Cybersecurity: What’s Real, What’s Not and What’s Next? (20th Feburary 2018)

Over the past decade or so we have become increasingly dependent on technology in our daily lives; this has opened us up to a much foreseen and somewhat dystopian threat – that of ‘cybersecurity’.

While in the late 1990s and early 2000s cybersecurity only seemed an issue for your company’s IT team, today it’s a multi-billion pound global industry that is expected to top £1 trillion by 2022.

Whether it’s an email scam targeted at individuals, a corporate data theft affecting millions of people at one time or a DDoS attack, the rise in cyberattacks and their increasing reach has made cybersecurity a focus of everyone’s attention to the point where we’re no longer so worried about someone stealing our wallet but stealing our entire digitised life.

Every day one hears of moral panics in business and outrage in society about ‘cybersecurity’. This talk will describe in outline what the real issues are – and why they’re real – and address some of the persistent myths around the subject.

Our Speaker will speculate on likely developments in the field – in terms of emergent technologies and their accompanying risks – and on the likely evolution of organisations, from commercial enterprises to national governments and individual consumers, as they move to mitigate these new risks.

Book here to hear our speaker – Henrik Kiertzner – give examples of cybersecurity developments, realities, truths and myths and shed some light on the evolution, challenges and solutions that will arise.

About our Speaker: Henrik Kiertzner

Henrik Kiertzner served in the British Army worldwide for many years, as a linguist and intelligence specialist.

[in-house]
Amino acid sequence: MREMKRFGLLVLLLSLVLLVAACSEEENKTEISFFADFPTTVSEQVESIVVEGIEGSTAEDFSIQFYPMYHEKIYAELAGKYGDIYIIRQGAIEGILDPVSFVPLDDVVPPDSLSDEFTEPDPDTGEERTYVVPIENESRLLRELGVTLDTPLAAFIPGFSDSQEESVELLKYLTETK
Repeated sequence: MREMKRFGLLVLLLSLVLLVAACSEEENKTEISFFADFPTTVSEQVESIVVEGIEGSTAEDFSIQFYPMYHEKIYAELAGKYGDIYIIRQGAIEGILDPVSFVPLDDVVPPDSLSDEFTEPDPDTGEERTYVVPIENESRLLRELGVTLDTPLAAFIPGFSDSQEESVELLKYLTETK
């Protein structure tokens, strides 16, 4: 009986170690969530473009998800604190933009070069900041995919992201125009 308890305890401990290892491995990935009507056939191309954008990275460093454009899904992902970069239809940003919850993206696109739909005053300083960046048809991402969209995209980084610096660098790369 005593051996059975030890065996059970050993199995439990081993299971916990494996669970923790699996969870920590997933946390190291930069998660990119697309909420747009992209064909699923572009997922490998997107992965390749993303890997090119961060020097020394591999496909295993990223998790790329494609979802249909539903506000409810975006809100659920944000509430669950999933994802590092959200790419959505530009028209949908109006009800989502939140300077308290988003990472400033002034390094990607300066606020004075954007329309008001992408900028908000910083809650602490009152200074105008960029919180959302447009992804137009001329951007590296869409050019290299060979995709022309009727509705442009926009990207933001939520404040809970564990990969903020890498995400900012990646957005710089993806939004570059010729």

Since leaving the Army in 2000, he has been, variously, IT Director of an international engineering consultancy, a security and risk consultant in both real-world and cyber domains and now makes a living discussing and delivering analytics and big data solutions to cybersecurity challenges throughout EMEA.

Among his proudest achievements are co-authorship of the security strategy for the London Olympic Park, authorship of a national border security strategy for the last-but-two government of a now failed state and the specification and delivery of a security architecture supporting a NATO nation’s newly-deployed battlefield management system.

Henrik prides himself on using his linguistic skills to interpret between suit and t-shirt. He is a Fellow of the British Computer Society, a Chartered Information Technology Professional, a Member of the Institution of Engineering and Technology and holds a valid Cycling Proficiency Certificate.


Beyond the AI Hype: Or is that just a Chatbot winding us up? (21 November 2017)

Globally-renowned scientists and entrepreneurs have warned of the immensity and immediacy of threat from AI. Prof Stephen Hawking said in 2014 “The development of full artificial intelligence could spell the end of the human race.” But is this a real concern or hyperbole?

Since that first alarming statement, Stephen Hawking, Elon Musk, and dozens of artificial intelligence experts signed an open letter on artificial intelligence calling for research on the societal impacts of AI. The letter affirmed that “society can reap great potential benefits from artificial intelligence, but called for concrete research on how to prevent certain potential ‘pitfalls’: artificial intelligence has the potential to eradicate disease and poverty, but researchers must not create something which cannot be controlled.”

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